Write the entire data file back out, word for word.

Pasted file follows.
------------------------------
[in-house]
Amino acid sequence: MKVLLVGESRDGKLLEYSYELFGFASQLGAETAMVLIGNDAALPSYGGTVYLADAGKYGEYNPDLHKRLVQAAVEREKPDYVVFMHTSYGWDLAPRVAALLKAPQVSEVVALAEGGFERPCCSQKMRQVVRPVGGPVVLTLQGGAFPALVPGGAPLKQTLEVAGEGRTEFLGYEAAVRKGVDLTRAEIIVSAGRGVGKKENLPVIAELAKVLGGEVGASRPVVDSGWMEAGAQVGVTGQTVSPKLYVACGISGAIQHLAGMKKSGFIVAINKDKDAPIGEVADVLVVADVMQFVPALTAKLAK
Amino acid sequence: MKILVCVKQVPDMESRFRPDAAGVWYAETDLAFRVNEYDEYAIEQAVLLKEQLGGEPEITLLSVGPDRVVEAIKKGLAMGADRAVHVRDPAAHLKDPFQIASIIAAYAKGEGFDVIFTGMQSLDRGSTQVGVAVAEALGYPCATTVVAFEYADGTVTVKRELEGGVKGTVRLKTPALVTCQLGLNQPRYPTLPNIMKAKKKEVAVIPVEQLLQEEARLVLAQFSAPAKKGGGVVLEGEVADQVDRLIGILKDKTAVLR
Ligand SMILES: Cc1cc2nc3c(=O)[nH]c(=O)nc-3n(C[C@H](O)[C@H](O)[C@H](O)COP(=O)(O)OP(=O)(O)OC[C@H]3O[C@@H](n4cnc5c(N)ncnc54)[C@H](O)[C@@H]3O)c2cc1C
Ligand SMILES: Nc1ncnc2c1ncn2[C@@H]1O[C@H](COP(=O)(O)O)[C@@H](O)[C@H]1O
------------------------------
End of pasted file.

[in-house]
Amino acid sequence: MKVLLVGESRDGKLLEYSYELFGFASQLGAETAMVLIGNDAALPSYGGTVYLADAGKYGEYNPDLHKRLVQAAVEREKPDYVVFMHTSYGWDLAPRVAALLKAPQVSEVVALAEGGFERPCCSQKMRQVVRPVGGPVVLTLQGGAFPALVPGGAPLKQTLEVAGEGRTEFLGYEAAVRKGVDLTRAEIIVSAGRGVGKKENLPVIAELAKVLGGEVGASRPVVDSGWMEAGAQVGVTGQTVSPKLYVACGISGAIQHLAGMKKSGFIVAINKDKDAPIGEVADVLVVADVMQFVPALTAKLAK
Amino acid sequence: MKILVCVKQVPDMESRFRPDAAGVWYAETDLAFRVNEYDEYAIEQAVLLKEQLGGEPEITLLSVGPDRVVEAIKKGLAMGADRAVHVRDPAAHLKDPFQIASIIAAYAKGEGFDVIFTGMQSLDRGSTQVGVAVAEALGYPCATTVVAFEYADGTVTVKRELEGGVKGTVRLKTPALVTCQLGLNQPRYPTLPNIMKAKKKEVAVIPVEQLLQEEARLVLAQFSAPAKKGGGVVLEGEVADQVDRLIGILKDKTAVLR
Ligand SMILES: Cc1cc2nc3c(=O)[nH]c(=O)nc-3n(C[C@H](O)[C@H](O)[C@H](O)COP(=O)(O)OP(=O)(O)OC[C@H]3O[C@@H](n4cnc5c(N)ncnc54)[C@H](O)[C@@H]3O)c2cc1C
Ligand SMILES: Nc1ncnc2c1ncn2[C@@H]1O[C@H](COP(=O)(O)O)[C@@H](O)[C@H]1O